Two hot words today: Social Justice. It’s become a big part of Church culture. I’m not here to bash this issue or say it isn’t important, isn’t validated in scripture, or that it doesn’t matter to me. But I am here to bring some clarity and focus around the issue.
As Christians, we can be pulled in so many different directions when it comes to Social Justice. Well, we could get involved with human trafficking, sidewalk counseling at an abortion clinic, helping battered women and children, sponsoring children in other countries, feeding the homeless, and the list goes on and on. I believe the Lord does lay these social burdens on his people’s hearts, and some are called by Him to strongly pursue one or more of these endeavors. I’ve even been involved with a few of these ministries myself. Yet, as we run down one of these roads we must make sure we aren’t running away from the cross, but that our road is running to it.
Social Justice is not the Gospel
It’s easy in Church culture to substitute the myriad of ministries with the Gospel. We must not let a ministry that is important to us cloud our vision of the Gospel. Church ministries are not the Gospel. Social Justice is not the Gospel. These might be avenues towards the Gospel, but they are not one and the same. The Church (the body of Christ) should be all about the Gospel. However, each local church body can explore different ministries to express this truth.
Every good story has a strong climax. This is the part where the protagonist (main character) has to make a decision that affects the rest of the story and the final outcome. The Bible is not exempt from this type of storytelling. In fact, everything in the Old Testament points to the climax in the Bible. What is it? Jesus choosing in his manhood to die a brutal death on the cross and then proving his Godhood by rising from the dead. This is the focal point of the whole Bible, so it should also be the focal point of our lives and our ministries.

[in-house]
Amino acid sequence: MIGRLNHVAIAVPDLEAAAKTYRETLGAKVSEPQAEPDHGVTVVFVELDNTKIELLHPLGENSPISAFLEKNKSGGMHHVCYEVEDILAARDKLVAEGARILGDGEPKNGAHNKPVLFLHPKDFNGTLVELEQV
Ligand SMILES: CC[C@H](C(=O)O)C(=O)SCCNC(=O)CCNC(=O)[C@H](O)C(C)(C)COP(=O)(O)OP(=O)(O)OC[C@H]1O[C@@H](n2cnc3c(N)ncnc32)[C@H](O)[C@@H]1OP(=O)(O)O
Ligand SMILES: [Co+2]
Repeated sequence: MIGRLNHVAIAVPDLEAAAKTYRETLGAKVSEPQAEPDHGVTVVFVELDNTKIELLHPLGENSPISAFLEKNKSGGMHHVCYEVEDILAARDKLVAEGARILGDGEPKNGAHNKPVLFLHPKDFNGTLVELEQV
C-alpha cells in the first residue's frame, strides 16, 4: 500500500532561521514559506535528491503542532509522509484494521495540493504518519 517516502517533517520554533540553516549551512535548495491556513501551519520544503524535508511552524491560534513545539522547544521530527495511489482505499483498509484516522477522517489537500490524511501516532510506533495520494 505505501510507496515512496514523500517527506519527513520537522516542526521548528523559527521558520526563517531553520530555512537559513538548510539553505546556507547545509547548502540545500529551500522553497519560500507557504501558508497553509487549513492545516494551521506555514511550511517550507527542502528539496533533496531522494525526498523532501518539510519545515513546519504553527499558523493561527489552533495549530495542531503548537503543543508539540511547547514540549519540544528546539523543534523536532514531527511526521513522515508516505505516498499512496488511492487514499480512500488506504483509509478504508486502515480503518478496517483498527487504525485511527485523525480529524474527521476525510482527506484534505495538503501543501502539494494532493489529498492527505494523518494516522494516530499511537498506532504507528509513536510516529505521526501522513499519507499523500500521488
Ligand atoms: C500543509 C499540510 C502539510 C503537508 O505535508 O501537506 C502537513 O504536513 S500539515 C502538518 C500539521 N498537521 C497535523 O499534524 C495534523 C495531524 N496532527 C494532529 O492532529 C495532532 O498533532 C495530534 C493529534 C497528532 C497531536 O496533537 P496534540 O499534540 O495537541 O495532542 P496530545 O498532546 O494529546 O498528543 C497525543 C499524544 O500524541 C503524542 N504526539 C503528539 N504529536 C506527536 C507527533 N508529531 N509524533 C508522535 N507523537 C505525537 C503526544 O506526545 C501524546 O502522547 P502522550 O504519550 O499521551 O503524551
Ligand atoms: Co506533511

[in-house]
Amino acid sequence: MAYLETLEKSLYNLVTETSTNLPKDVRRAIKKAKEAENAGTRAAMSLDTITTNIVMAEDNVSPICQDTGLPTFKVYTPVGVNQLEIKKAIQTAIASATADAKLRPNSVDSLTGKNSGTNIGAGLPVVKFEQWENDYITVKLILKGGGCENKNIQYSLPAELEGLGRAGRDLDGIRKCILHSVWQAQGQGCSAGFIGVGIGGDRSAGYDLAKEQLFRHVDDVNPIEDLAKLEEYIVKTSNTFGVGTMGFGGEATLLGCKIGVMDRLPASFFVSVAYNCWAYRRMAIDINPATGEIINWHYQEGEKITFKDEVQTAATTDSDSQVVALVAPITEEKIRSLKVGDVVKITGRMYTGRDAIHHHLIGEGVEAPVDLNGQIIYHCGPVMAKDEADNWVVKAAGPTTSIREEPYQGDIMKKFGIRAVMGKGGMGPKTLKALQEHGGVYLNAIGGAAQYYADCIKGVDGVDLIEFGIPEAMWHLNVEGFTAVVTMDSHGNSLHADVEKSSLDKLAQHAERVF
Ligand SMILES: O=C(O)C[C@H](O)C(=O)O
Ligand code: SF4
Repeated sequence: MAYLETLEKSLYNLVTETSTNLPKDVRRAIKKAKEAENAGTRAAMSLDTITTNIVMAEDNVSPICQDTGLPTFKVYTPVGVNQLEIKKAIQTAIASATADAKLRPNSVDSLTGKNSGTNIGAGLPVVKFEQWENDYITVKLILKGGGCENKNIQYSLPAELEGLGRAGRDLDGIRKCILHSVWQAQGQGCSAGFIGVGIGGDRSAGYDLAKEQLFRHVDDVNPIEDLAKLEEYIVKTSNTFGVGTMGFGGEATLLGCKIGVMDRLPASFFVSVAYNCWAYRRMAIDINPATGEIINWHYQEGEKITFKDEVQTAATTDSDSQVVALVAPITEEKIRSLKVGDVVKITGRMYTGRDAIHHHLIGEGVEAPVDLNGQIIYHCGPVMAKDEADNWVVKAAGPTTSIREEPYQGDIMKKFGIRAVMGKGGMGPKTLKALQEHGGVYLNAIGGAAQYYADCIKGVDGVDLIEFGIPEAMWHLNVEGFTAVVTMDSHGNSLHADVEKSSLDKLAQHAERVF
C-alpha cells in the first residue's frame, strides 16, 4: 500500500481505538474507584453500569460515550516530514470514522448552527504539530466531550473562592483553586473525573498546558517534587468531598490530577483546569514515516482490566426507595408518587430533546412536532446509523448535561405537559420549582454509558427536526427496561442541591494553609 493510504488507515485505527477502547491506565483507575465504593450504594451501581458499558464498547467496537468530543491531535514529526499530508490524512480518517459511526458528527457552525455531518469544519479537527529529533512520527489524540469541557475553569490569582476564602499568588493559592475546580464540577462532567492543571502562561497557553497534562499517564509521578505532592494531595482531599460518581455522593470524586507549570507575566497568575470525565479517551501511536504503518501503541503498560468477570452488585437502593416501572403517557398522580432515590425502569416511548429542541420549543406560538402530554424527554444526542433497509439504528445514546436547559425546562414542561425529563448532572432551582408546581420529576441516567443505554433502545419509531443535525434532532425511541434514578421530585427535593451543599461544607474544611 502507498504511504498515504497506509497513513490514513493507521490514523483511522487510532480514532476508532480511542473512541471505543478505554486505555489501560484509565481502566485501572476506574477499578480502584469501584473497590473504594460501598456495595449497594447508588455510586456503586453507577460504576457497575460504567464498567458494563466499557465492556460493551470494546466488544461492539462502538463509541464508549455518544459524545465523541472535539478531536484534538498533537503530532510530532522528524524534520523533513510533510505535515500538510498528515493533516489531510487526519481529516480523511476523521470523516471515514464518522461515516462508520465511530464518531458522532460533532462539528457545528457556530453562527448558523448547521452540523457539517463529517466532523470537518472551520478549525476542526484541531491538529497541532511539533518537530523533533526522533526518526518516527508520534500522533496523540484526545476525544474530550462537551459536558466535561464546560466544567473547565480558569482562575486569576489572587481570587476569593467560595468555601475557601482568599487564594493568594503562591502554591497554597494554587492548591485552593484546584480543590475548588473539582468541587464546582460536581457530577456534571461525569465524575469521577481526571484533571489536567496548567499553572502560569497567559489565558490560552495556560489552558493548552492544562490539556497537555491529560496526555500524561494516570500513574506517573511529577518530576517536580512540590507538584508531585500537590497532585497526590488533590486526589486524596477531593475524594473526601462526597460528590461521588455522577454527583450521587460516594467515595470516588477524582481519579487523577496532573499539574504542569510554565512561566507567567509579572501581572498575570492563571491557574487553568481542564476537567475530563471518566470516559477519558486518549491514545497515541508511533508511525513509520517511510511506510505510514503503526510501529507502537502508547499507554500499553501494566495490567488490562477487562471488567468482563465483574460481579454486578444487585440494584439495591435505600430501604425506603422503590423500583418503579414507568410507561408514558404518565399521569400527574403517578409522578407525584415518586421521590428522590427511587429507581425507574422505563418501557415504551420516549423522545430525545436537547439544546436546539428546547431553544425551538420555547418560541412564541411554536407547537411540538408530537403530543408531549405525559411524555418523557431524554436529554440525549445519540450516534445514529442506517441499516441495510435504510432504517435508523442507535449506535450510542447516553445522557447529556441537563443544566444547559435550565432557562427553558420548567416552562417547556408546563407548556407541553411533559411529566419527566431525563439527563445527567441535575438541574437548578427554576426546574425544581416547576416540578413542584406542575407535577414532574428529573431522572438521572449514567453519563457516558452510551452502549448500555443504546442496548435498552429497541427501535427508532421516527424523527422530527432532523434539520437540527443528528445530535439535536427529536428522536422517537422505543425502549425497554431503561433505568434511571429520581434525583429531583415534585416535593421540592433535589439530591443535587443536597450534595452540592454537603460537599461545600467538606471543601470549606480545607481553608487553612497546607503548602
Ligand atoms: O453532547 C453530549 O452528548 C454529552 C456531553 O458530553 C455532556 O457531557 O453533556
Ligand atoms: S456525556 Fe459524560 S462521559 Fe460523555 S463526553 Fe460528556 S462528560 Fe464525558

Jesus and Social Justice
In Mark 2:1-12 Jesus is speaking to a large crowd of people, a crowd so large that four men had to lower their paralytic friend through the roof of the house just so Jesus could see him. The first thing Jesus does is tell the man that his sins are forgiven. Why? Jesus knew it was more difficult to be washed clean from filthy sins than to heal bodily ailments. He also knew through the power of his death and resurrection he would be able to give that man a much greater healing; healing from sin. He offers the same to us today. Every church ministry and social justice issue should be about the great healer who gives forgiveness of sins.
Yet, Jesus didn’t deem the mans paralyzes as unimportant either. Jesus was establishing his credibility to heal based on his authority as the Son of God. He still healed the lame man. He took care of his soul and also his body. Let us do the same for others.